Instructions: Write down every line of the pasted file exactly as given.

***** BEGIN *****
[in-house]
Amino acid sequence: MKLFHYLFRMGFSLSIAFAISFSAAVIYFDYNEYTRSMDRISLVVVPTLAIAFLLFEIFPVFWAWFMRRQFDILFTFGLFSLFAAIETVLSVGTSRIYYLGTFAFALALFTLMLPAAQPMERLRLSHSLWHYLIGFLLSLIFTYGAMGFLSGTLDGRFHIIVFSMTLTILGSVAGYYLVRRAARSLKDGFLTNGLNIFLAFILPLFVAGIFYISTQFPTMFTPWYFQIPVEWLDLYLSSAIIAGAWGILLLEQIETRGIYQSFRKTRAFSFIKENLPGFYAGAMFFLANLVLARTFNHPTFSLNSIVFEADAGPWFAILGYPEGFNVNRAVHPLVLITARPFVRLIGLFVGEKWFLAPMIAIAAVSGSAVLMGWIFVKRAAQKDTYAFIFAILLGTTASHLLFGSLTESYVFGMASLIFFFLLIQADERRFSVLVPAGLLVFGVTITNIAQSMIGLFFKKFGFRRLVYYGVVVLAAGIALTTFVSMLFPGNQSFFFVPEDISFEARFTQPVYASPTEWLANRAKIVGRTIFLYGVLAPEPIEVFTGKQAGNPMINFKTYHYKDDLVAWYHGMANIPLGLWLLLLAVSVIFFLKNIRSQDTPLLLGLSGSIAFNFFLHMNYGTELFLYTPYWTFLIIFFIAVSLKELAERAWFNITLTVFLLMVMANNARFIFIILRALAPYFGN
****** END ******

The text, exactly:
[in-house]
Amino acid sequence: MKLFHYLFRMGFSLSIAFAISFSAAVIYFDYNEYTRSMDRISLVVVPTLAIAFLLFEIFPVFWAWFMRRQFDILFTFGLFSLFAAIETVLSVGTSRIYYLGTFAFALALFTLMLPAAQPMERLRLSHSLWHYLIGFLLSLIFTYGAMGFLSGTLDGRFHIIVFSMTLTILGSVAGYYLVRRAARSLKDGFLTNGLNIFLAFILPLFVAGIFYISTQFPTMFTPWYFQIPVEWLDLYLSSAIIAGAWGILLLEQIETRGIYQSFRKTRAFSFIKENLPGFYAGAMFFLANLVLARTFNHPTFSLNSIVFEADAGPWFAILGYPEGFNVNRAVHPLVLITARPFVRLIGLFVGEKWFLAPMIAIAAVSGSAVLMGWIFVKRAAQKDTYAFIFAILLGTTASHLLFGSLTESYVFGMASLIFFFLLIQADERRFSVLVPAGLLVFGVTITNIAQSMIGLFFKKFGFRRLVYYGVVVLAAGIALTTFVSMLFPGNQSFFFVPEDISFEARFTQPVYASPTEWLANRAKIVGRTIFLYGVLAPEPIEVFTGKQAGNPMINFKTYHYKDDLVAWYHGMANIPLGLWLLLLAVSVIFFLKNIRSQDTPLLLGLSGSIAFNFFLHMNYGTELFLYTPYWTFLIIFFIAVSLKELAERAWFNITLTVFLLMVMANNARFIFIILRALAPYFGN